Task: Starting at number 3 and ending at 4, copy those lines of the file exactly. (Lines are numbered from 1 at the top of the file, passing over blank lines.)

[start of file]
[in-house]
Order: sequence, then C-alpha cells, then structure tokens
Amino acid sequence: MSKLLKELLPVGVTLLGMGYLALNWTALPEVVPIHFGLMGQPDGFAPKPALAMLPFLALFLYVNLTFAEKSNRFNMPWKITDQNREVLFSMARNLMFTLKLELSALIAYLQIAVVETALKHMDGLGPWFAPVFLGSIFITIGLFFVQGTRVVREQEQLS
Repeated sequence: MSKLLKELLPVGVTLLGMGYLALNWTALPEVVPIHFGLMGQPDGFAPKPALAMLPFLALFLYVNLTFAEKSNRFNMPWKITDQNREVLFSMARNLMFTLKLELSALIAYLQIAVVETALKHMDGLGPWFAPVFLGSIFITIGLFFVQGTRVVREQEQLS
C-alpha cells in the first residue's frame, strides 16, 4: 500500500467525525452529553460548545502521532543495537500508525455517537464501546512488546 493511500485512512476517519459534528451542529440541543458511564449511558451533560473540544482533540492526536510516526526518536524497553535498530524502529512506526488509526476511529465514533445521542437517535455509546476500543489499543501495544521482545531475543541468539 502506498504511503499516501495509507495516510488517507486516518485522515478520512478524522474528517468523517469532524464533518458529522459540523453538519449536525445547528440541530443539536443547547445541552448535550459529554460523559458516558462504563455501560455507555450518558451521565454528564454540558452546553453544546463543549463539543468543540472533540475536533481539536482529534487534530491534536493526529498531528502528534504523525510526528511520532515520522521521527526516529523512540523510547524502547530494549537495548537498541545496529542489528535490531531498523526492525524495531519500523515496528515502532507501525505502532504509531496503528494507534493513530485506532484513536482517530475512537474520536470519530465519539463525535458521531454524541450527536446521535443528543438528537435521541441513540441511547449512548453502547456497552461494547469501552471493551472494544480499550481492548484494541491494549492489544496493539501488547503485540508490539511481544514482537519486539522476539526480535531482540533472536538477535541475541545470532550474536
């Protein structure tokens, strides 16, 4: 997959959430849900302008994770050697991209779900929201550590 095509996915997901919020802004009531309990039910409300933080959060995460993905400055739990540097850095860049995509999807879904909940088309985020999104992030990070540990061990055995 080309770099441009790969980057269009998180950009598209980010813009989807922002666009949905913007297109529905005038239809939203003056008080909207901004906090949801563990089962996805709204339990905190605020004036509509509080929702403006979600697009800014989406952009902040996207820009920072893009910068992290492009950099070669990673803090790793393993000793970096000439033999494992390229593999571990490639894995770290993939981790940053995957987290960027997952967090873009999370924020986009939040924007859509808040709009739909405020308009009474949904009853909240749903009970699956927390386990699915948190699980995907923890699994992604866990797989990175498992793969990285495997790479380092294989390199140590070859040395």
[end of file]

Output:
Amino acid sequence: MSKLLKELLPVGVTLLGMGYLALNWTALPEVVPIHFGLMGQPDGFAPKPALAMLPFLALFLYVNLTFAEKSNRFNMPWKITDQNREVLFSMARNLMFTLKLELSALIAYLQIAVVETALKHMDGLGPWFAPVFLGSIFITIGLFFVQGTRVVREQEQLS
Repeated sequence: MSKLLKELLPVGVTLLGMGYLALNWTALPEVVPIHFGLMGQPDGFAPKPALAMLPFLALFLYVNLTFAEKSNRFNMPWKITDQNREVLFSMARNLMFTLKLELSALIAYLQIAVVETALKHMDGLGPWFAPVFLGSIFITIGLFFVQGTRVVREQEQLS